Most of the smoke that hangs in a room is sidestream smoke, which contains higher levels of cancer-causing compounds than mainstream smoke. Second-hand smoke is a common indoor pollutant in the home, making passive smoking a serious health risk for both smokers and non-smokers. Children are particularly at risk of serious health effects from second-hand smoke.
Tobacco smoke inside a room tends to hang in mid-air rather than disperse. Hot smoke rises, but tobacco smoke cools rapidly, which stops its upward climb. Since the smoke is heavier than the air, the smoke starts to descend. A heavy smoker who smokes indoors causes a permanent low-lying smoke cloud that other householders have no choice but to breathe.
Tobacco smoke contains around 4,000 chemicals, made up of particles and gases, over 50 of which are known to cause cancer. Second-hand smoke has been confirmed as a cause of lung cancer in humans by several leading health authorities. Compounds such as ammonia, sulphur and formaldehyde irritate the eyes, nose, throat and lungs. These compounds are especially harmful to people with respiratory conditions such as bronchitis or asthma. Exposure to second-hand smoke can either trigger or worsen symptoms.
Health risks to children
Children are especially vulnerable to the damaging effects of second-hand smoke. Some of the many health risks include:
- Passive smoking is a cause of sudden unexpected death in infancy (SUDI), which includes sudden infant death syndrome (SIDS) and fatal sleep accidents.
- A child who lives in a smoking household for the first 18 months of their life has an increased risk of developing a range of respiratory illnesses including wheeze, bronchitis, bronchiolitis and pneumonia. They are also more prone to getting colds, coughs and middle ear infections. Their lungs show a reduced ability to function and slower growth.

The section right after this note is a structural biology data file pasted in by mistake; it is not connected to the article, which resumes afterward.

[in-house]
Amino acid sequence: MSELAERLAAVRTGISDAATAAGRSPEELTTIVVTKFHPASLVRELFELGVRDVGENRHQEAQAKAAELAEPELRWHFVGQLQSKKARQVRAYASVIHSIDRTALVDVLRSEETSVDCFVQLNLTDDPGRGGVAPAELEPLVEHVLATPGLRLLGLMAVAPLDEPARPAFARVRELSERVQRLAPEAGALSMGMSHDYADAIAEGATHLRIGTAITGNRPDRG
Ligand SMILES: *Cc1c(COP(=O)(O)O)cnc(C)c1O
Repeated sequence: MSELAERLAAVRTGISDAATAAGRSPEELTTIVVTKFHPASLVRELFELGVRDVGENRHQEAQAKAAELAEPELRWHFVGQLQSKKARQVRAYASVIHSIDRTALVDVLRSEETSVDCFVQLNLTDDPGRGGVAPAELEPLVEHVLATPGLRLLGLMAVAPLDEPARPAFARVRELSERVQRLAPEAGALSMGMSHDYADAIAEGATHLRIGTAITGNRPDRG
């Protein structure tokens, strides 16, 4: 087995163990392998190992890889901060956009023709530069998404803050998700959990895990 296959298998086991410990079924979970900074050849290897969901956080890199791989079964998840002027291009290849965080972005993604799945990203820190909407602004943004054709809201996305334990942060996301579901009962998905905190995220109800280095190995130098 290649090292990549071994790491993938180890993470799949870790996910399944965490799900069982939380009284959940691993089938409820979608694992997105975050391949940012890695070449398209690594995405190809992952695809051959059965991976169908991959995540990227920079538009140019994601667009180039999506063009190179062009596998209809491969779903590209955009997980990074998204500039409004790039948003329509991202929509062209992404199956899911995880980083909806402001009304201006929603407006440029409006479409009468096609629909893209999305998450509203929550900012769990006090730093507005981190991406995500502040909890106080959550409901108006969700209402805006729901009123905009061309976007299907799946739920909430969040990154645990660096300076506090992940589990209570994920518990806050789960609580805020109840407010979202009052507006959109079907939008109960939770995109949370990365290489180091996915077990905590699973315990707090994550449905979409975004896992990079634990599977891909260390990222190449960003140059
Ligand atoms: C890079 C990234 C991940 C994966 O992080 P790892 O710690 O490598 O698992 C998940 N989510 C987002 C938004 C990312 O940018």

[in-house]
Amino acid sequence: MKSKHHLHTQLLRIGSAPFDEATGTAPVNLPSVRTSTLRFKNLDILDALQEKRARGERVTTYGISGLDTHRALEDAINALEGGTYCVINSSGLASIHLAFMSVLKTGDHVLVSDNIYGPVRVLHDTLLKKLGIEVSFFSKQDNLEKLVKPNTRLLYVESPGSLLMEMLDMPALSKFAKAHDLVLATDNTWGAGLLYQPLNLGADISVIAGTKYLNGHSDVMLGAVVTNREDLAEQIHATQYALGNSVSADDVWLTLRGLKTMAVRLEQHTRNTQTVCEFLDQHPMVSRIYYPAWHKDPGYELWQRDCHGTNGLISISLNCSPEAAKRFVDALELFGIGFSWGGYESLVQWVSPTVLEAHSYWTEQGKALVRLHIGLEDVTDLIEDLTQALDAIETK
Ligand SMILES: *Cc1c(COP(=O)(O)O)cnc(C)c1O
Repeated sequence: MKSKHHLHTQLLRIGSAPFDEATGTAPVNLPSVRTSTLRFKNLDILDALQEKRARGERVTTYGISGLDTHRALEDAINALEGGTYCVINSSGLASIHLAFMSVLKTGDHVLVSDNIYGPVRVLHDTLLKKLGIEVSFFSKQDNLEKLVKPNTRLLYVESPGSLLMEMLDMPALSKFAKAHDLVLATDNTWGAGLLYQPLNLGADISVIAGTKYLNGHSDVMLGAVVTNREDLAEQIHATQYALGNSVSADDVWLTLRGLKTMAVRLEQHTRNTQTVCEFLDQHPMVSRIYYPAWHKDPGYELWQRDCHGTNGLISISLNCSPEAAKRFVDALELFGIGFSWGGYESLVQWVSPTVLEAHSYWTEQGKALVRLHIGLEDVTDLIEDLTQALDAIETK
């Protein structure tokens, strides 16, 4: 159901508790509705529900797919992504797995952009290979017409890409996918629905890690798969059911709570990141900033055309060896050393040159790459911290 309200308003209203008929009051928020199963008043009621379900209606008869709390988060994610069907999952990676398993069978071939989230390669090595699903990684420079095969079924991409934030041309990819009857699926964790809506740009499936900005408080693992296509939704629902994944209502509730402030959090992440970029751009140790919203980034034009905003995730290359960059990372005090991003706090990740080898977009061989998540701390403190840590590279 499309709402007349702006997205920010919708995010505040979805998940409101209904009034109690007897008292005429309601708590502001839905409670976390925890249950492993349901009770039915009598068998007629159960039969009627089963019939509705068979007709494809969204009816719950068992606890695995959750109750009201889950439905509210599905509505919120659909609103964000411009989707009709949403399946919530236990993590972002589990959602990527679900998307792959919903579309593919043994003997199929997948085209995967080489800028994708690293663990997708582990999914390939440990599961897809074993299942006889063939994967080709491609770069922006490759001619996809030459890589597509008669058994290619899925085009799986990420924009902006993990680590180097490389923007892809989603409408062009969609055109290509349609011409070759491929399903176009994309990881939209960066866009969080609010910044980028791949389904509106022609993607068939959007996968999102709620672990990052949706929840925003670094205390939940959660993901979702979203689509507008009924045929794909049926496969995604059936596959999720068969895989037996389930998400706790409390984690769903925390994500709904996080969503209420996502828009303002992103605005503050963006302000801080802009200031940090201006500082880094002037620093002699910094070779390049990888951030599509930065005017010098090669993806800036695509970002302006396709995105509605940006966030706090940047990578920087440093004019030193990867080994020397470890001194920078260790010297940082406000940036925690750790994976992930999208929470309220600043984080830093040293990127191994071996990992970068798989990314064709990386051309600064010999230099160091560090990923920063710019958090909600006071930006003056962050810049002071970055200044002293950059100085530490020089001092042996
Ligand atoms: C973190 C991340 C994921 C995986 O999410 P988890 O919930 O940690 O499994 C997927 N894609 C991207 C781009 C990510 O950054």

- A child exposed to second-hand smoke in the home is more likely to develop asthma symptoms, have more asthma attacks and use asthma medications more often and for a longer period
- School-aged children of smokers are more likely to have symptoms such as cough, phlegm, wheeze and breathlessness
- Children of smokers have an increased risk of meningococcal disease, which can sometimes cause death or disability
Health risks to partners who have never smoked
People who have never smoked living with partners who smoke, are at increased risk of a range of tobacco-related diseases.
- Passive smoking increases the risk of heart disease. There is consistent evidence that non-smokers married to smokers have higher risks of coronary heart disease than those whose spouses do not smoke.
- Passive smoking makes the blood more ‘sticky’ and likely to clot. There is evidence that levels of antioxidant vitamins in the blood are also reduced.
- Just 30 minutes of exposure to second-hand smoke can affect how your blood vessels regulate blood flow to a similar degree that is seen in smokers.
- Long-term exposure to passive smoking may lead to the development of atherosclerosis (narrowing of the arteries).
- Non-smokers who suffer long-term exposure to second-hand smoke have a 20 to 30 per cent higher risk of developing lung cancer.
- There is increasing evidence that passive smoking can increase the risk of stroke, nasal sinus cancer, throat cancer, breast cancer, long and short-term respiratory symptoms, loss of lung function, and chronic obstructive pulmonary disease among non-smokers.
Reducing the risk of passive smoking
If the smoker is unwilling or unable to stop right now, there are various ways to help protect the health of their partner and children. Suggestions include:
- Make your home smoke-free. Limiting smoking to one or two rooms in your house is an ineffective measure as tobacco smoke easily drifts through the rest of the house.
- Make sure that smokers who visit the house smoke their cigarettes outdoors, no matter what the weather. If they object or take offence, try calmly explaining the health risks of passive smoking, and point out that you simply want to protect the health of your family.
- Make your car smoke-free. The other occupants will still be exposed to tobacco smoke even if the windows are open.
- Don’t allow smoking in any enclosed space where your partner or children spend time – for example inside a shed, or storage room.
- Try to avoid taking your children to outdoor areas where people are smoking and you can’t easily move away.
- Make sure that all people who look after your children (for example, grandparents or babysitters) provide a smoke-free environment.
A healthcare initiative by AsiaMed Connect in partnership with Apollo Hospitals Group- For free online medical consultation, send your queries to firstname.lastname@example.org